At the bishops’ meeting in Baltimore, my brother bishop, Bishop Strickland asked: ‘How was Archbishop McCarrick allowed to continue in his sinful, predatory behavior if the Church truly believes that homosexual acts are wrong?’ His assertion – which I agree with – is that we have forgotten or not sufficiently believed in sin and its consequences. Just as the saints make a great impact on the life of the Church for the good, so do great sin and evil impact the Church negatively. When we downplay the severity of sin and the need for conversion, our lukewarmness appears to weaken Christ’s salvation.

The Evil One wants to minimize sin because it allows him to entrench himself in our hearts and destroy our souls out of hatred for God, in whose image we are created. He also wants to convince us that sins can be completely “private,” without effecting others. However, although our own sins are personal, they are never private. Personal sins impact the Church and its common good. With the Archbishop McCarrick situation and each case of abuse, every bishop must ask, ‘Am I acknowledging and acting to prevent and heal the damage of the sin committed? Am I keeping in mind that souls are at stake?’

In addition to the practical measures we have been taking, the long-term solution to this crisis is fidelity to the Gospel and belief in the salvation won for us by Christ. We must follow the model Christ laid out for us in reconciling St. Peter to himself. He did not minimize or explain away Peter’s betrayal, instead he called him to repent and love him. Once Peter had reaffirmed his love for Jesus, he was commissioned with feeding and protecting the flock (Cf. Acts 21:15-19).

As we await word from the Holy See after the February meeting, I want to assure you, the faithful of the archdiocese, that we will continue our longstanding efforts to provide a safe environment for children, work with survivors who seek our assistance, and uphold the high standards that we have had in place for the past several years. Many of you have participated in these programs and know them well. You are also aware that we require every employee of the Archdiocese of Denver – including the bishops – to sign and abide by a code of conduct.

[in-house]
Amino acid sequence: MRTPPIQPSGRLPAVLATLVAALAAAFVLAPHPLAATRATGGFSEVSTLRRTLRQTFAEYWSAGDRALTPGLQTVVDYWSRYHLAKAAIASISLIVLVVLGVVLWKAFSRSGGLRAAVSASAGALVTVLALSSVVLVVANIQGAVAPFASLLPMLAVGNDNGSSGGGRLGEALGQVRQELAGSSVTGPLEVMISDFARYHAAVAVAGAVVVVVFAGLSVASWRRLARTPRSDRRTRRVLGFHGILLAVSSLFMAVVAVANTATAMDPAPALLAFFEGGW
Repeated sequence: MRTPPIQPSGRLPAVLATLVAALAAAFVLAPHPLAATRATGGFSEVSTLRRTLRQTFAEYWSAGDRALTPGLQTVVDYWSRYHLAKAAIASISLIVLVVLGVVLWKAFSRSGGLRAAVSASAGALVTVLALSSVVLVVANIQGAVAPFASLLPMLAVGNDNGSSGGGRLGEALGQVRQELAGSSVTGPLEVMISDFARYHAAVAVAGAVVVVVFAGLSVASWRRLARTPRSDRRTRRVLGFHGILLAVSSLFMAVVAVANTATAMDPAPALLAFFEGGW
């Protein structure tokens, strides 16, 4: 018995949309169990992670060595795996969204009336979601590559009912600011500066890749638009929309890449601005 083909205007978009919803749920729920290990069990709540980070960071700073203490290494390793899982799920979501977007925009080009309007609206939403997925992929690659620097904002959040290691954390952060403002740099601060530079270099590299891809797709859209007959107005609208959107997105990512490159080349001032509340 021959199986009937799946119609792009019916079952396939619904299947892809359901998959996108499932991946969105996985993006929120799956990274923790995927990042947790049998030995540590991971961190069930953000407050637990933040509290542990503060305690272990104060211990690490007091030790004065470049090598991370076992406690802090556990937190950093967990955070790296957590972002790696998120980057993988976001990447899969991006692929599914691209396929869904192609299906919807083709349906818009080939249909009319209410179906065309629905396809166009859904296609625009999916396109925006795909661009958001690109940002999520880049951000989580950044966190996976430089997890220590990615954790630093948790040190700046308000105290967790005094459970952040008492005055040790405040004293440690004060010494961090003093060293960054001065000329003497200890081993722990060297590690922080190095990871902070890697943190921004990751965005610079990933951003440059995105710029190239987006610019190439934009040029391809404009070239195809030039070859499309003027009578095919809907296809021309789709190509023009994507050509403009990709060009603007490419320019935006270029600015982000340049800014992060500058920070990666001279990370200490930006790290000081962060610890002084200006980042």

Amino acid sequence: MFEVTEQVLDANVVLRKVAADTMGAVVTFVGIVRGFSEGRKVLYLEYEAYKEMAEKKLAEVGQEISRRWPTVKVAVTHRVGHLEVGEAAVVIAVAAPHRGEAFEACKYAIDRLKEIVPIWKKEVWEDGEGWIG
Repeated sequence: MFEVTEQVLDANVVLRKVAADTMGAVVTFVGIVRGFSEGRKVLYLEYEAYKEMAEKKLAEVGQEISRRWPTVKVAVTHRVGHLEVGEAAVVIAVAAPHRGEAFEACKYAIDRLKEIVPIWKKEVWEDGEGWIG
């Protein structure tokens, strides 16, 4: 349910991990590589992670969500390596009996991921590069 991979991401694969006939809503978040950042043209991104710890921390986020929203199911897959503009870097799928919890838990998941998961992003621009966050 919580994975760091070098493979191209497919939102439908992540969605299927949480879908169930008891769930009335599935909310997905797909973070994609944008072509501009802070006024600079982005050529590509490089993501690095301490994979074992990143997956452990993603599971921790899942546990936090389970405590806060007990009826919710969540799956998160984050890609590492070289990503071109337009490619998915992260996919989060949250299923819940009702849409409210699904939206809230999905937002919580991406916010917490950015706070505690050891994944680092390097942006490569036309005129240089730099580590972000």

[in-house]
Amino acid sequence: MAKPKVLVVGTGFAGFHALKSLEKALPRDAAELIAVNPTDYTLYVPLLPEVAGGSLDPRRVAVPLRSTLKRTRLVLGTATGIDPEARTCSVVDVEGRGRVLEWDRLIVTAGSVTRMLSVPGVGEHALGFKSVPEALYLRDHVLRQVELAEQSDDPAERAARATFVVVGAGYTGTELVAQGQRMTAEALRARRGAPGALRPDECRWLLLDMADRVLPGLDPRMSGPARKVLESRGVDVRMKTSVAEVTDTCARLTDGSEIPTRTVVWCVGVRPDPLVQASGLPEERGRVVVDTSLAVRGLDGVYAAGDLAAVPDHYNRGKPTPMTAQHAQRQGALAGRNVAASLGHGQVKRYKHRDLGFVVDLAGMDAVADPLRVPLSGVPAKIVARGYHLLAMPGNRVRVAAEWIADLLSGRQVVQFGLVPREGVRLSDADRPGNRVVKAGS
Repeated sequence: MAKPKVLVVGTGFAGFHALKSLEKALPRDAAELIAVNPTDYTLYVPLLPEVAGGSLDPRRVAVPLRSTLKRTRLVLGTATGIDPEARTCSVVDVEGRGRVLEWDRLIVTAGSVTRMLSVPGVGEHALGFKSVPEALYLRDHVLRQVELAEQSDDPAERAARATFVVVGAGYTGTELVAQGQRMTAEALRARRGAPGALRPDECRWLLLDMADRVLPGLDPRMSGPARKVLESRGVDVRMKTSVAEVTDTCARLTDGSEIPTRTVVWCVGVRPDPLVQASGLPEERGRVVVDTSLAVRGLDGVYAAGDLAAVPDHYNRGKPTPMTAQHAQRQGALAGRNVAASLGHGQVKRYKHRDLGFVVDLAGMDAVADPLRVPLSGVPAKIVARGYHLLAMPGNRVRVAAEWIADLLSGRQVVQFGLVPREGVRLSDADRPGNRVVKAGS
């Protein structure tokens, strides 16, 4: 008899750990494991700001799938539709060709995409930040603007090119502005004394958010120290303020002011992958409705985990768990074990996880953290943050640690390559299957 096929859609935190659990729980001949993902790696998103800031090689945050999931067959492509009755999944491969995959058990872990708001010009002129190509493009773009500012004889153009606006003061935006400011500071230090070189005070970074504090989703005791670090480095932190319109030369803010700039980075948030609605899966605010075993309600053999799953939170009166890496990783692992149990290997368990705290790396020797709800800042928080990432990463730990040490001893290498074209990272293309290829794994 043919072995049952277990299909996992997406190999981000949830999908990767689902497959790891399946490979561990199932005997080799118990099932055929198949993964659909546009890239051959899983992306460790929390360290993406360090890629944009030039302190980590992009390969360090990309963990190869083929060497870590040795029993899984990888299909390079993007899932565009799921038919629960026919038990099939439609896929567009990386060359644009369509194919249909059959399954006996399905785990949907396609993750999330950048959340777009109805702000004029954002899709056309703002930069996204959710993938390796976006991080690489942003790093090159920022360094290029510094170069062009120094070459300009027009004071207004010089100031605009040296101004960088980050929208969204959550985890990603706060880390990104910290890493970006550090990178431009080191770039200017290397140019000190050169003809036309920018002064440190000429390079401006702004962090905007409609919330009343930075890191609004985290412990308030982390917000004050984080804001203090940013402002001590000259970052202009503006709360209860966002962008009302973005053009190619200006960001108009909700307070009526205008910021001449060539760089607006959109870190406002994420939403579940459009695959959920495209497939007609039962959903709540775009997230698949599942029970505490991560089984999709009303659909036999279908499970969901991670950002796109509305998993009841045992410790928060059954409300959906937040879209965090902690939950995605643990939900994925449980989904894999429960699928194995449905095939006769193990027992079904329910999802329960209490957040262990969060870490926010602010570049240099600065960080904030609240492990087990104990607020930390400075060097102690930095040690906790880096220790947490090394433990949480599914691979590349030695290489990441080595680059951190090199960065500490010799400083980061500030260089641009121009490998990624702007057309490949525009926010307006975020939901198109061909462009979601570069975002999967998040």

As we celebrate Thanksgiving this week, let us lift our hearts in gratitude to the Father for the gift of his son Jesus and the gift of salvation that he offers us. He is the greatest gift that anyone can ever receive! Let us pray in gratitude for the many faithful bishops, priests and deacons who serve the Church. Let us pray for the conversion of the clergy and laity, that all of us may grow in deeper faith, trust and confidence in Jesus and invite others to come to know him. And finally, let us pray that we may listen ever more faithfully to the voice of God, especially as we begin Advent on December 2nd. Let us beg the Lord to open the ears of our hearts and souls to the voice of Jesus and his tender love and mercy for each of us. Thank you to all of you who have offered your heartfelt prayers for our clergy and for the local and universal Church, and may our Lord richly bless you!

Featured image: CNS photo/Bob Roller

Archbishop Samuel J. Aquila
The Most Rev. Samuel J. Aquila is the eighth bishop of Denver and its fifth archbishop. His episcopal motto is, "Do whatever he tells you" (Jn 2:5).